The first artist to emerge from the British dubstep scene and reach a broader audience was Will "Burial" Bevan (1). Burial (2006) actually seemed rather an evolution of the gloomy trip-hop ambience of the 1990s shaken by post-jungle breaks; but it included metallic post-industrial polyrhythms, miasmatic electronics and "concrete" collages of noise, voices and beats. Reintroducing the vocals, its follow-up Untrue (2007) wed dubstep with soul music.
Other milestones of the grime/dubstep scene included: Richard "Wiley" Cowie's Treddin' On Thin Ice (2004), Virus Syndicate's The Work Related Illness (2005), Kane "Kano" Robinson's Home Sweet Home (2005), Maxwell "Lethal Bizzle" Ansah's Against All Oddz (2005), Steve Milanese's Extend (2006), Barry "Boxcutter" Lynn's Oneiric (2006), Louise-Amanda "Lady Sovereign" Harman's Vertically Challenged (2006), Steve "Kode9" Goodman's Memories Of The Future (2006), Greg "Distance" Sanders's My Demons (2007), Jan "Disrupt" Gleichmar's Foundation Bit (2007), Rob "Pinch" Ellis' Underwater Dancehall (2007), Beni "Benga" Uthman's Diary Of An Afro Warrior (2008).
There were few musicians left who were worthy of the great drum'n'bass innovators of the past. Shitmat (1), the brainchild of British producer Henry Collins, specialized in spastic drill'n'bass and digital hardcore peppered with Jamaican-style ragga shouting on Killababylonkutz (2004), that contained multiple remixes of the same song in completely different directions, and on Full English Breakfest (2004), originally released as five EPs; and then converted to madcap breakcore collages with Hang The DJ (2006), a wild and witty merry-go-round of samples from such diverse sources as heavy metal and orchestral pop.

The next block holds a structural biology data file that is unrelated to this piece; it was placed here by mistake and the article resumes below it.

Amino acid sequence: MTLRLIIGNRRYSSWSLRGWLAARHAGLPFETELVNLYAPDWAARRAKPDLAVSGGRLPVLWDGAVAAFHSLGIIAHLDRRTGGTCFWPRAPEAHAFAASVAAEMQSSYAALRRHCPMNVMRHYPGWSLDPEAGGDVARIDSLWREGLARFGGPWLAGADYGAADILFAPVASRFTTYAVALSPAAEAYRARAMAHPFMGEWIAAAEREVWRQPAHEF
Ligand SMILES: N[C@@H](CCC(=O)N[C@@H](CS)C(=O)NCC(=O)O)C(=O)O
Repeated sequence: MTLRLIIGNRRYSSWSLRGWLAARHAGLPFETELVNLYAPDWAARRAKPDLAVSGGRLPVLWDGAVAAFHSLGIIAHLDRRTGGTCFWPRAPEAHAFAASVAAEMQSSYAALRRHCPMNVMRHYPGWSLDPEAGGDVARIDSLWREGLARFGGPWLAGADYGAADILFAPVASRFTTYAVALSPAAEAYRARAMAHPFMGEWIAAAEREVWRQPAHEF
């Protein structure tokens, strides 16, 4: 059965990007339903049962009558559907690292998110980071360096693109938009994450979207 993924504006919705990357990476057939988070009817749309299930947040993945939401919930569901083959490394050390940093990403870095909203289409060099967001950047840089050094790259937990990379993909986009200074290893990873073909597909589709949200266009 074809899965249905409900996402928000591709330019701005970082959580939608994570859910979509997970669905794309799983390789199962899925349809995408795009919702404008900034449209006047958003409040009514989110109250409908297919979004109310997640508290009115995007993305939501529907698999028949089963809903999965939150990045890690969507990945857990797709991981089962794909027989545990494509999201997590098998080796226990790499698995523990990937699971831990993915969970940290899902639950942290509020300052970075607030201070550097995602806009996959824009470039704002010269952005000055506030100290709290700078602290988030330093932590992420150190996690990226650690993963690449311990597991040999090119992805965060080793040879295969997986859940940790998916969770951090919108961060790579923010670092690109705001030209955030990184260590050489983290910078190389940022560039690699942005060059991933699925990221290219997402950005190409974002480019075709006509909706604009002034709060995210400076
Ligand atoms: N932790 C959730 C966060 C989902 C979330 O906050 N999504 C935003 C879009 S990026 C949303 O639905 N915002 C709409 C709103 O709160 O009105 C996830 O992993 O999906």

Neil "Landstrumm" Sutherland's Restaurant Of Assassins (2007) offered an original fusion of drill'n'bass, dubstep and glitchy noise.
Clarence Park (2001) by English electronic musician Chris Clark provided a diligent summary of English electronica of the previous decade (Squarepusher, Aphex Twin and Autechre), running the gamut from ambient music to glitch music to drum'n'bass to synth-pop.
Inspired by Shitmat, DJ Scotch Egg (Japanese producer Shigeru Ishihara, based in Brighton) used a handheld video game console to shape dance-music of the gabber genre, as documented on KFC Core (2005).
British pop stars of the end of the decade included
the Sugarbabes, a female trio (Heidi Range, Mutya Buena and Keisha Buchanan), with Push the Button (2005),
and Aimee Duffy, with the soul-tinged Mercy (2008).
Cadence Weapon, the moniker chosem by Western Canada's white rapper Rollie Pemberton, utilized a broad (and still cohesive) palette of beats and virtuoso claustrophobic studio arrangements on Breaking Kayfabe (2005).
Shadow Huntaz, formed by Dutch producers Don and Roel Funcken and three USA rappers, delivered a delirious fusion of glitch music and hip-hop music, influenced by the iconoclastic jams of both acid-rock and free-jazz, on Corrupt Data (2004).
One of the most intriguing takes on the whole scene came from Australia. Terminal Sound System (Halo's bassist Skye Klein) probed the landscape of dubstep, drum'n'bass and trip-hop, sculpting glitch-ambient music over a bed of chaotic breakbeats on albums such as Compressor (2007) and Constructing Towers (2008).
In Japan the most intriguing work was perhaps Neutrino (2004), by Japanese duo Neutrino (Atsuhiro Murakami and Hideki Kuroda).